United States of America, Plaintiff-appellee, v. Carlos J. Acosta, Jr., Defendant-appellant, 881 F.2d 1039 (11th Cir. 1989)

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US Court of Appeals for the Eleventh Circuit - 881 F.2d 1039 (11th Cir. 1989)

Aug. 29, 1989

Bonnie Phillips Del Corral, The Law Office of Bonnie Phillips del Corral, Coconut Grove, Fla., for defendant-appellant.

Dexter W. Lehtinen, U.S. Atty., Charles V. Senatore, Dawn Bowen, Linda Collins Hertz, Mayra Reyler Lichter, Asst. U.S. Attys., Miami, Fla., for plaintiff-appellee.

Appeals from the United States District Court for the Southern District of Florida.

Before TJOFLAT and JOHNSON, Circuit Judges, and BROWN* , Senior Circuit Judge.


Carlos Acosta, the appellant, is a pharmacist. According to the indictment in this case, for over seven years--from March 1979 to December 1986--Acosta used his Miami, Florida pharmacy to supply cocaine laboratories in south Florida with chemicals to manufacture cocaine in violation of 18 U.S.C. § 1962(d) (1982) (count one); 18 U.S.C. § 1962(c) (1982) (count two); 21 U.S.C. § 846 (1982) (count three); 21 U.S.C. § 841(a) (1) and 18 U.S.C. § 2 (1982) (counts four through six). A jury found Acosta guilty as charged. The jury also found, in a special verdict, that he had obtained six million dollars, as proceeds, from the sales to the laboratories, and had used a portion of that money to purchase some of his assets. The district court accordingly ordered these proceeds and assets forfeited to the United States.

In this appeal, Acosta asks us to set aside his convictions, contending that they are unsupported by the evidence. His request is frivolous, as the proof of guilt was overwhelming.1  We therefore affirm Acosta's convictions. Acosta also attacks the judgment of forfeiture. He contends that the Government's recovery under that judgment is, in part, duplicative. As the following discussion indicates, Acosta's point is well taken; we therefore vacate the judgment of forfeiture and remand the case for further proceedings.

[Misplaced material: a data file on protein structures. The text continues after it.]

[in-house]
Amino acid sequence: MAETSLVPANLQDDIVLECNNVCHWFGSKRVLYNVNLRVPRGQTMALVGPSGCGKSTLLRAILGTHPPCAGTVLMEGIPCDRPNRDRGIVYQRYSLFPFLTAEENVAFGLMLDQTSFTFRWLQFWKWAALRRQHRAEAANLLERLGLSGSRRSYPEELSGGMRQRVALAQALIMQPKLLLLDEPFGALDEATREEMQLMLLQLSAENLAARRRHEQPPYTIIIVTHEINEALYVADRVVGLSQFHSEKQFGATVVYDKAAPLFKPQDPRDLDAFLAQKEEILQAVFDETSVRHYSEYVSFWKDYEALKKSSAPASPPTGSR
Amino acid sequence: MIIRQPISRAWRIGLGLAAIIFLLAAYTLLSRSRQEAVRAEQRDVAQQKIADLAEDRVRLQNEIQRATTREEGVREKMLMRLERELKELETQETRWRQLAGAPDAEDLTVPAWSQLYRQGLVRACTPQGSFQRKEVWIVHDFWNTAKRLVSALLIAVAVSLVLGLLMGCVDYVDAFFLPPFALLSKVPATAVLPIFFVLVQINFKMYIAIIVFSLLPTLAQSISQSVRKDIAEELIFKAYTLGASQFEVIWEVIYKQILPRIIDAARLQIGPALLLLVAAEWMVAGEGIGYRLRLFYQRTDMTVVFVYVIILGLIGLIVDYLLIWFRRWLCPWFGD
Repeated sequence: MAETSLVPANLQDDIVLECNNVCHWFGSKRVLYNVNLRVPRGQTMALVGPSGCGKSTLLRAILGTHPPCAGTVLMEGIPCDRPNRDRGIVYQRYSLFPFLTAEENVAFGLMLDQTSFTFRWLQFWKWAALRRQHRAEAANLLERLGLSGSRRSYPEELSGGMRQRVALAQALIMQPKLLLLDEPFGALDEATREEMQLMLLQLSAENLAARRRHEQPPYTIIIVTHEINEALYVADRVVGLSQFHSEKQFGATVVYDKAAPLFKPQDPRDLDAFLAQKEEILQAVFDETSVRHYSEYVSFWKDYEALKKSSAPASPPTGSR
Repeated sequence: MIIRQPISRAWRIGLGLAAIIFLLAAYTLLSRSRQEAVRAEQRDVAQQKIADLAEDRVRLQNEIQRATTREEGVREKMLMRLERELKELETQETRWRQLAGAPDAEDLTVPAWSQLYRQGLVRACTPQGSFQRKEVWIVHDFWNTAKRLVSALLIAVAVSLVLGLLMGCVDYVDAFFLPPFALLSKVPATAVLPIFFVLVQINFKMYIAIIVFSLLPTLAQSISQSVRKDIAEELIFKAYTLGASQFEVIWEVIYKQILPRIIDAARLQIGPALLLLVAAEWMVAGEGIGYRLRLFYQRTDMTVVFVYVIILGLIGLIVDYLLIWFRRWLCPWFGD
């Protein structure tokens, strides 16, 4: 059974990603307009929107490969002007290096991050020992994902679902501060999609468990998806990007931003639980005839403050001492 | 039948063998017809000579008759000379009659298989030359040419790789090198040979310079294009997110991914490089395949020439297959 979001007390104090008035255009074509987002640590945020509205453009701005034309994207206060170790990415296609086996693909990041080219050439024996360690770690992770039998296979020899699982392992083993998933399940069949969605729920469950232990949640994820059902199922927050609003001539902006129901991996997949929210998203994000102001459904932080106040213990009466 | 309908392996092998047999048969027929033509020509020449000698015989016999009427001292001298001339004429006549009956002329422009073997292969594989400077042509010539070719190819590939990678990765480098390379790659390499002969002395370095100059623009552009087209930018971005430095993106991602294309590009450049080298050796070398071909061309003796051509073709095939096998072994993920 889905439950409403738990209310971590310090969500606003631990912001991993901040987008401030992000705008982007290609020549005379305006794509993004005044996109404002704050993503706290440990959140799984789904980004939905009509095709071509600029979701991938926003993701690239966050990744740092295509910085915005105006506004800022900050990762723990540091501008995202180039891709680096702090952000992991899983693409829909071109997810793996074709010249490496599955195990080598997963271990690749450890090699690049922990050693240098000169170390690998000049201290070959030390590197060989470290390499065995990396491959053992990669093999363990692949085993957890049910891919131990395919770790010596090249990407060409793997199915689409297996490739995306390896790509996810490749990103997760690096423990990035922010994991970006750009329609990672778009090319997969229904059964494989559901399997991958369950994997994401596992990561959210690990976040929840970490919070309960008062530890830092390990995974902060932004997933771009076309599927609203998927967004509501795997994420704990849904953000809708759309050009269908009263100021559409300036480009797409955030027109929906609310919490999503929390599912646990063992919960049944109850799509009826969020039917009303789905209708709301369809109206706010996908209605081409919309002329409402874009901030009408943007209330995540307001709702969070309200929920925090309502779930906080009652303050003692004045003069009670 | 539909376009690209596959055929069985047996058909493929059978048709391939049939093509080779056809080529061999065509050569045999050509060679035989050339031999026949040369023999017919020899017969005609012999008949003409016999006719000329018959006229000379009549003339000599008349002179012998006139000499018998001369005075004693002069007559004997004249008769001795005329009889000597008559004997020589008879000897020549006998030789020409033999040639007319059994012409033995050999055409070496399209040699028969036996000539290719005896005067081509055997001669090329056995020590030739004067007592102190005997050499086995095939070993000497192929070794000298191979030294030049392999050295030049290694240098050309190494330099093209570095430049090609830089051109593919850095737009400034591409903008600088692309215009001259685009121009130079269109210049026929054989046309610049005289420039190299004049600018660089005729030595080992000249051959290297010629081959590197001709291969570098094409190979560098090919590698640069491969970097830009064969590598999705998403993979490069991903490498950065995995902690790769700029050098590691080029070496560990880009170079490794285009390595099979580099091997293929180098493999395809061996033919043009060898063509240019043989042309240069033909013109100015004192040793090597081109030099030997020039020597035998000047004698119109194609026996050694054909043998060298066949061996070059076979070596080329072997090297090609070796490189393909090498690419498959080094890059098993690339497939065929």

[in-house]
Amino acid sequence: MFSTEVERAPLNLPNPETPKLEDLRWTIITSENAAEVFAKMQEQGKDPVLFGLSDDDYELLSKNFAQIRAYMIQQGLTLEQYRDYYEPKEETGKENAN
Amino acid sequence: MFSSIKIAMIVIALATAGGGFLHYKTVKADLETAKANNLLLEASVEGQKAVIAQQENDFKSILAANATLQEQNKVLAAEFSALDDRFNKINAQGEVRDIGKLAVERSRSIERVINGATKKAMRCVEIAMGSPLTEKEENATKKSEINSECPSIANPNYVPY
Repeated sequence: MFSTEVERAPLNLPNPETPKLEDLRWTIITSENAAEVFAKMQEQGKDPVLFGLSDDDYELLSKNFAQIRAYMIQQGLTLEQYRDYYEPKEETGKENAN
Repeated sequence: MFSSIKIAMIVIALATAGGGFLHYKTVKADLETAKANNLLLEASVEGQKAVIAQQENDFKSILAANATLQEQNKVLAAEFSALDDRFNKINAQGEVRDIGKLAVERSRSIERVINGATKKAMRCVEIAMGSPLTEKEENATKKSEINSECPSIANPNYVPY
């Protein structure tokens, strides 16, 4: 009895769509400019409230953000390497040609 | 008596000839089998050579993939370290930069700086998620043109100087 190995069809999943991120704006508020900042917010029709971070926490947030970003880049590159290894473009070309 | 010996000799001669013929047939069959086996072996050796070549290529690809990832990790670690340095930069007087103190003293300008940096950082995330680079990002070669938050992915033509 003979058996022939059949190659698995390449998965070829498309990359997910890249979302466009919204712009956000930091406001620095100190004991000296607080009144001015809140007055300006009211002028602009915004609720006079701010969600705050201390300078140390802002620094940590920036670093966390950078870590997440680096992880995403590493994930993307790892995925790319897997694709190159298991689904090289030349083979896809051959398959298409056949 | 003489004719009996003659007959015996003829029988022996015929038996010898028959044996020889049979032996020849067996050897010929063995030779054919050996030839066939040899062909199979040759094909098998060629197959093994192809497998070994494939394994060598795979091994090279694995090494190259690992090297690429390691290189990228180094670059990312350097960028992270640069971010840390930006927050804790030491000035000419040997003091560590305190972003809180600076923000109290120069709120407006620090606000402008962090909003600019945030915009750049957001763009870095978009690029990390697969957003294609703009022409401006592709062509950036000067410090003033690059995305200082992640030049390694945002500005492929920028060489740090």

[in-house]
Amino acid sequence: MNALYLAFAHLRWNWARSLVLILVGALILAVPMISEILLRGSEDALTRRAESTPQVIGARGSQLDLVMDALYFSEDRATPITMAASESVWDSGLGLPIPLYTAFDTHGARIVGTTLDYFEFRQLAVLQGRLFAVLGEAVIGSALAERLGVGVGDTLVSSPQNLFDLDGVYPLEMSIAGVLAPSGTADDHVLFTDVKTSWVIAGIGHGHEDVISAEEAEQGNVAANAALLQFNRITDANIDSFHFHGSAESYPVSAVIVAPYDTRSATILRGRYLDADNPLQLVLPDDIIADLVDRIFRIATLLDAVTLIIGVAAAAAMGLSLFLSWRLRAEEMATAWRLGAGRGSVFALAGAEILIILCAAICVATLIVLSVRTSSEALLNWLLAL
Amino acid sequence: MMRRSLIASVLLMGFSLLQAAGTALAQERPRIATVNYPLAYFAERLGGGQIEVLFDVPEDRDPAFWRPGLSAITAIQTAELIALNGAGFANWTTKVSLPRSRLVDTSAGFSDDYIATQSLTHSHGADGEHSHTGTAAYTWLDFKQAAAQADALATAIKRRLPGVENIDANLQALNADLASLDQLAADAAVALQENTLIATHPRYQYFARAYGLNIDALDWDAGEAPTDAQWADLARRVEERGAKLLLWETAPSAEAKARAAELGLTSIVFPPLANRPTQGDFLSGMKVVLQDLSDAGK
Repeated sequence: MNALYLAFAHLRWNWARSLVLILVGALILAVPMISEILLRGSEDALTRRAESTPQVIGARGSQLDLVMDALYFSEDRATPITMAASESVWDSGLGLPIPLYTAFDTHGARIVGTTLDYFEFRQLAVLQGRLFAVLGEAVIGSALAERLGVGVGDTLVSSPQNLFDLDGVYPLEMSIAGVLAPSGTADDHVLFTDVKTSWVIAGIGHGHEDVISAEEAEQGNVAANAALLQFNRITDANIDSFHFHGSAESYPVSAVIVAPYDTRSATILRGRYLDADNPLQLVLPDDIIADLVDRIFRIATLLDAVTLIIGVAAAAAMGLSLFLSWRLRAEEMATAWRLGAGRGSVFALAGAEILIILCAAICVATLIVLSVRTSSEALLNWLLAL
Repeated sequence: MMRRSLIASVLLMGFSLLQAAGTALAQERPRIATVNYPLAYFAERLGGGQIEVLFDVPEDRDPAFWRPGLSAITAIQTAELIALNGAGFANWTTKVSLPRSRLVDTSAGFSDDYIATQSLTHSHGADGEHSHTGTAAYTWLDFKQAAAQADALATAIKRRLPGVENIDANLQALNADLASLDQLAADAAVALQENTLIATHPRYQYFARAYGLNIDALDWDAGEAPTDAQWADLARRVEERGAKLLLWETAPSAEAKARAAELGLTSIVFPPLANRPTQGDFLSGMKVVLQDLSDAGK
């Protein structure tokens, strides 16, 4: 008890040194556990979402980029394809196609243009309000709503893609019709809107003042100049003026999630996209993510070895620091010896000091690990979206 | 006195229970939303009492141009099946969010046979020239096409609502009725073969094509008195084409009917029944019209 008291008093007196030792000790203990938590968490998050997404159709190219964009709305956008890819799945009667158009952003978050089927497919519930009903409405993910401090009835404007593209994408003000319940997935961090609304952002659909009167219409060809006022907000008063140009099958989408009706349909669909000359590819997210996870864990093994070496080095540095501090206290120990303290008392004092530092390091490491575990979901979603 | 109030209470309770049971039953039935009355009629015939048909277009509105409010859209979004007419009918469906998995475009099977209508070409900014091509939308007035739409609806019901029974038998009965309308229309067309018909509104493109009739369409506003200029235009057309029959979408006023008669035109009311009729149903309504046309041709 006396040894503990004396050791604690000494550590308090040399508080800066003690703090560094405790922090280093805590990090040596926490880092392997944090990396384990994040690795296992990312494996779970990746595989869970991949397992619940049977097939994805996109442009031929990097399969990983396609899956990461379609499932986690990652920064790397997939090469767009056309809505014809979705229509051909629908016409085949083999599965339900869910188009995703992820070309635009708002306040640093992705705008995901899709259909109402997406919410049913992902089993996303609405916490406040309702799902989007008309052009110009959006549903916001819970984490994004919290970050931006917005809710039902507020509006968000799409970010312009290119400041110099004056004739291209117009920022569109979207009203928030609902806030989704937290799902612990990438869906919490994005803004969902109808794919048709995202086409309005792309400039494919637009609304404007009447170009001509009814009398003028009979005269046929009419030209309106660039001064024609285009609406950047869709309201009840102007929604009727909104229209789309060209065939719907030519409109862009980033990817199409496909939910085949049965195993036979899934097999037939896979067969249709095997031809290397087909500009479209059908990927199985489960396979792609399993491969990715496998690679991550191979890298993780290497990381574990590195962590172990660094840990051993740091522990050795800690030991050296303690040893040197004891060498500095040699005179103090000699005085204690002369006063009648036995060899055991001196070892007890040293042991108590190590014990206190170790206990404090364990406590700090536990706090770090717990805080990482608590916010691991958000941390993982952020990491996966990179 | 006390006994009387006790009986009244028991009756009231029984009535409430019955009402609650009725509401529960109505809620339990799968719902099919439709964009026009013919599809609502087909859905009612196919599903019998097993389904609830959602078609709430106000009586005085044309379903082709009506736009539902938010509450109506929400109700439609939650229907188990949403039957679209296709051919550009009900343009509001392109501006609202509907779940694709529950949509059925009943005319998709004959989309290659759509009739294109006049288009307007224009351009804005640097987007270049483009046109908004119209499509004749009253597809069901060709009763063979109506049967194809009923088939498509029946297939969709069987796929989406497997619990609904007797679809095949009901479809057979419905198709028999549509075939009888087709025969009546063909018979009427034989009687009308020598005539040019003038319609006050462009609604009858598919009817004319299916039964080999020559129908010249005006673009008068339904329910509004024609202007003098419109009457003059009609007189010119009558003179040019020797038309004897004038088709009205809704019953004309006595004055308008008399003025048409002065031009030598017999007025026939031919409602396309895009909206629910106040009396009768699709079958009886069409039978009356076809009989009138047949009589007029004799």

The evidence at trial indicated that Acosta's chemical sales to the cocaine laboratories generated six million dollars, and that Acosta used part of that money to purchase, among other things, two parcels of real property, a boat, and certificates of deposit. The jury was asked to determine, by answering a special verdict, whether Acosta had acquired nine items with the proceeds of these sales. The jury found that Acosta had acquired six of the items with the proceeds. These included two pieces of real property, a boat, certificates of deposit, cash deposits in a bank, and " [s]ix million dollars in proceeds."

Acosta now contends that the court erred in permitting the jury to find that Acosta had acquired six million dollars in addition to the items that he purchased with part of that money. We agree. The problem is that Acosta failed to object to the court's instructions to the jury, in particular, those instructions concerning the special verdict. To grant Acosta relief, we must find plain error. See Fed. R. Crim. P. 52(b).2 

In order to prove plain error, Acosta must demonstrate that denial of his appeal would result in a manifest miscarriage of justice. See United States v. Perez, 526 F.2d 859, 864 & n. 7 (5th Cir.), cert. denied, 429 U.S. 846, 97 S. Ct. 129, 50 L. Ed. 2d 118 (1976).3  Such a miscarriage would result under the circumstances here only if no evidence existed to support the jury's special verdict. Cf. Coker v. Amoco Oil Co., 709 F.2d 1433, 1437 (11th Cir. 1983).